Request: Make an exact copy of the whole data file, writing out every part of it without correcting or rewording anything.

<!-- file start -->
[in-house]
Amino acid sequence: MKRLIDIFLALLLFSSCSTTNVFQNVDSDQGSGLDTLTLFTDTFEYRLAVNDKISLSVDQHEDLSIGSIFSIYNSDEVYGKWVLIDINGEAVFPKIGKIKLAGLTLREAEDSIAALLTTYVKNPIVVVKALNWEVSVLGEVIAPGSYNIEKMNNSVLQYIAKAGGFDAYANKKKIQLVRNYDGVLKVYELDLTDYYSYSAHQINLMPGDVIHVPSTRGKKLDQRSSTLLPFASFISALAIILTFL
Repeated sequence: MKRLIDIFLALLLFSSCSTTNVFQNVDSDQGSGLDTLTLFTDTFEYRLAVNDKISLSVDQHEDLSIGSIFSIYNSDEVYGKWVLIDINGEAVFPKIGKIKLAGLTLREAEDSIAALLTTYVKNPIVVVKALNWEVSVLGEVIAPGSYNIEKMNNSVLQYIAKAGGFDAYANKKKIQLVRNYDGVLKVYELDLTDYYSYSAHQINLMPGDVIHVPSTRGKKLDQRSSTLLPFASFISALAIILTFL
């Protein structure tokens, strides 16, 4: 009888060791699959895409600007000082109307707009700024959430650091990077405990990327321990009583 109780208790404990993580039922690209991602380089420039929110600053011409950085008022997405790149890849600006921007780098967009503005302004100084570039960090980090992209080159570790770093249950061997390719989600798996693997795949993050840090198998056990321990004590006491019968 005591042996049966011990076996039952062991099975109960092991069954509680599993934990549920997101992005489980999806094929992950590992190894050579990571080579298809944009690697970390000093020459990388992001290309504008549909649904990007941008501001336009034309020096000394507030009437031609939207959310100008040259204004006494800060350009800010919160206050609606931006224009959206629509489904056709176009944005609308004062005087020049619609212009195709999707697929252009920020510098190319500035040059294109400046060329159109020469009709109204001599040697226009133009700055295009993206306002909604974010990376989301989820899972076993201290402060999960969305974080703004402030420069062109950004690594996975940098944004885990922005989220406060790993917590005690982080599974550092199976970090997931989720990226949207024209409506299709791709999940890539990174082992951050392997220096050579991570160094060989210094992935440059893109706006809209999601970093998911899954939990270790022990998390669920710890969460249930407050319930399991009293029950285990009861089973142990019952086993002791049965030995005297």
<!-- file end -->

[in-house]
Amino acid sequence: MKRLIDIFLALLLFSSCSTTNVFQNVDSDQGSGLDTLTLFTDTFEYRLAVNDKISLSVDQHEDLSIGSIFSIYNSDEVYGKWVLIDINGEAVFPKIGKIKLAGLTLREAEDSIAALLTTYVKNPIVVVKALNWEVSVLGEVIAPGSYNIEKMNNSVLQYIAKAGGFDAYANKKKIQLVRNYDGVLKVYELDLTDYYSYSAHQINLMPGDVIHVPSTRGKKLDQRSSTLLPFASFISALAIILTFL
Repeated sequence: MKRLIDIFLALLLFSSCSTTNVFQNVDSDQGSGLDTLTLFTDTFEYRLAVNDKISLSVDQHEDLSIGSIFSIYNSDEVYGKWVLIDINGEAVFPKIGKIKLAGLTLREAEDSIAALLTTYVKNPIVVVKALNWEVSVLGEVIAPGSYNIEKMNNSVLQYIAKAGGFDAYANKKKIQLVRNYDGVLKVYELDLTDYYSYSAHQINLMPGDVIHVPSTRGKKLDQRSSTLLPFASFISALAIILTFL
């Protein structure tokens, strides 16, 4: 009888060791699959895409600007000082109307707009700024959430650091990077405990990327321990009583 109780208790404990993580039922690209991602380089420039929110600053011409950085008022997405790149890849600006921007780098967009503005302004100084570039960090980090992209080159570790770093249950061997390719989600798996693997795949993050840090198998056990321990004590006491019968 005591042996049966011990076996039952062991099975109960092991069954509680599993934990549920997101992005489980999806094929992950590992190894050579990571080579298809944009690697970390000093020459990388992001290309504008549909649904990007941008501001336009034309020096000394507030009437031609939207959310100008040259204004006494800060350009800010919160206050609606931006224009959206629509489904056709176009944005609308004062005087020049619609212009195709999707697929252009920020510098190319500035040059294109400046060329159109020469009709109204001599040697226009133009700055295009993206306002909604974010990376989301989820899972076993201290402060999960969305974080703004402030420069062109950004690594996975940098944004885990922005989220406060790993917590005690982080599974550092199976970090997931989720990226949207024209409506299709791709999940890539990174082992951050392997220096050579991570160094060989210094992935440059893109706006809209999601970093998911899954939990270790022990998390669920710890969460249930407050319930399991009293029950285990009861089973142990019952086993002791049965030995005297």